My own Rep. Virgil Goode (R-05) has enjoyed a respite from the public prodding and inquiries to which he became subject for much of the summer. With the state election mostly settled, my attentions will turn back to Rep. Goode now.
Federal contractor MZM, subject of a federal investigation for their bribery of elected officials, has been heavily linked to California’s Rep. Duke Cunningham and Rep. Goode. Cunningham has gone down in flames, subject of a lawsuit filed by the federal government for taking bribes from MZM in exchange for getting them government contracts. There’s a criminal investigation into him, too, in which indictments are inevitable.
Rep. Goode has also evaded conviction or civil suits thus far, but that can’t possibly last. MZM’s contributions to Goode have all the hallmarks of being coerced, the same hallmarks that have led to Cunningham’s fall. The CEO of MZM said that he “owns” Goode, and MZM employees say that they were forced to give money to Goode. With Goode being the proud recipient of over $100,000, that’s a lot of potential coercion.
If any reporters have simply asked Rep. Goode to release all documents pertaining to his communications with MZM, I don’t know about it. Citizens for Responsibility and Ethics in Washington have filed a FOIA request for those documents, but the Bush administration refuses to release many documents under FOIA, so I don’t have much confidence in that.
Which brings me to my point. It seems that I’m not the only one who was waiting for the election to be over to return to the Goode/MZM story. Today’s USA Today examines the relationship between MZM, Cunningham, and Goode, and they don’t like what they see. They reviewed public data — nothing new uncovered — specifically Goode and Cunningham’s voting records and MZM’s contribution records, and found some amazing coincidences:
A USA TODAY analysis of MZM-related campaign contributions shows how the company’s growth and its political activities became intertwined at key moments. In more than 30 instances, donations from MZM’s political action committee or company employees went to two members of the House Appropriations Committee — Cunningham and Rep. Virgil Goode, R-Va. — in the days surrounding key votes or contract awards that helped MZM grow.
For more than two years, from May 2002 to June 2004, MZM, Wade and others connected to the company made a series of donations coinciding with contract awards or budget votes in Congress. Since 2002, MZM and about 70 of its employees have been Goode’s biggest single source of campaign money, giving nearly $90,000 of the $995,000 he raised.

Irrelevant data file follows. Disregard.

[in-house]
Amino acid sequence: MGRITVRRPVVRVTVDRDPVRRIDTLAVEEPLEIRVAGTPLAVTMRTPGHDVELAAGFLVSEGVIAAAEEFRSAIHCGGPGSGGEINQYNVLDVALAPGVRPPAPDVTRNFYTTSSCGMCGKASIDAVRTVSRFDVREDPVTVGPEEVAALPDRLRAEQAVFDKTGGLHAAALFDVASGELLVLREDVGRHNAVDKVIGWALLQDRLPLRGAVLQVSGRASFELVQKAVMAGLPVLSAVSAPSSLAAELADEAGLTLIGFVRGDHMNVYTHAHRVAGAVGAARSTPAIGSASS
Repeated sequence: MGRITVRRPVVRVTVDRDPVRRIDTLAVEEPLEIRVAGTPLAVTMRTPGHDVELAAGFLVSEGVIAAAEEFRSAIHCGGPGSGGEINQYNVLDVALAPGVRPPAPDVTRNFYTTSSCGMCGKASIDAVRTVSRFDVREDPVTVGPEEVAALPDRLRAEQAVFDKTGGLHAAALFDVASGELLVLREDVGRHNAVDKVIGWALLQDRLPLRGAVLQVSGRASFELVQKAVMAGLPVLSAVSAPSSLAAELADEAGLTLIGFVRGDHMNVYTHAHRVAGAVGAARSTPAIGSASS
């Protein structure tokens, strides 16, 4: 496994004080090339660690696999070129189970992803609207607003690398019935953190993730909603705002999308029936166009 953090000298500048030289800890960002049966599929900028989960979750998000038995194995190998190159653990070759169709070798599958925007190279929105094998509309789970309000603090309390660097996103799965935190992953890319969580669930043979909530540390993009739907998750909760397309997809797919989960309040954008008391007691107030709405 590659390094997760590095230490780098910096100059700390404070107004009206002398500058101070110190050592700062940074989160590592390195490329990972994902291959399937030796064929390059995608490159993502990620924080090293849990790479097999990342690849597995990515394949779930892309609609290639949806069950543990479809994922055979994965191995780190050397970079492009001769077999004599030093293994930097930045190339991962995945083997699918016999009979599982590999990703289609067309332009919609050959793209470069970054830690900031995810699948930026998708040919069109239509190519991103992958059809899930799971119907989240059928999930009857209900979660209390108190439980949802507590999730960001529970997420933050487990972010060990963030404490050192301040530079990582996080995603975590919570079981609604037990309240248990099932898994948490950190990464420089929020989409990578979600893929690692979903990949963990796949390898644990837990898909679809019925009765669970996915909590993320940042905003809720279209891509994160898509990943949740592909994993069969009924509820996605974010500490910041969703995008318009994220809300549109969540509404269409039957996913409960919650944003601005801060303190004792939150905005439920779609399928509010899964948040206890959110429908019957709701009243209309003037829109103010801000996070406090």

A USA TODAY analysis of MZM’s donations found that the contributions — often small — frequently followed important milestones for the company. […] Contributions to Goode reveal a similar pattern.
- In September 2002, MZM received an open-ended computer services contract from the Pentagon worth more than $163 million and announced its information technology work at the National Ground Intelligence Center in Goode’s district. The company PAC gave Goode’s campaign $1,000 that month; Wade gave $250. The Pentagon revoked that contract in June, saying new rules required that it be opened to competition.
- In March, April and November 2003, MZM’s PAC and company officials gave Goode’s campaign a total of $19,000 in the days surrounding the award of three Pentagon contracts to MZM.
There’s a great deal more in this lengthy article — it would be rude for me to reproduce all relevant portions here.
At best, Goode’s web of contributions with MZM is a remarkable coincidence. It could be that Goode had no knowledge that MZM employees were forced to contribute to his campaign. It’s possible that Goode doesn’t know that MZM CEO Mitchell Wade thought that he “owned” Goode. It’s possible that Goode thought that he was being helpful when he required that Martinsville have to pay over half a million dollars if MZM failed to perform adequately. It’s possible that Goode thinks that it’s normal to have $100,000 in contributions from a single donor, and didn’t believe that they expected anything in return.
But, I’ve got to say, those don’t strike me as particularly likely possibilities.
So, here’s what I want to know:
- Has Rep. Goode engaged in any transactions of anything of value with MZM, its employees, its owners, or their family members?
- What bills has Rep. Goode introduced that would benefit MZM?
- How did Rep. Goode vote on bills that appeared before the House Appropriations Committee that would benefit MZM?
- What requests did MZM make of Rep. Goode prior to key votes? What assurances did Rep. Goode make to MZM in the days prior to those votes?
- When Rep. Goode received contributions from MZM’s PAC, MZM employees, MZM owners, or their family members, did any of those contributions come with a note and, if so, what did the notes say?
I think the answers to these questions could be quite revealing. I hope that journalists with the ability to contact Rep. Goode and ask for some of this will do just that. I’ve never filed a FOIA request, but I may well learn how to do it (paging Frosty Landon) for this purpose.
If Rep. Goode has done nothing wrong, he would be wise to release the contents of his communications with MZM. They’ll either be released under his own terms or under a FOIA request, so even if he has done something wrong, he could at least control the spin if he released them willingly.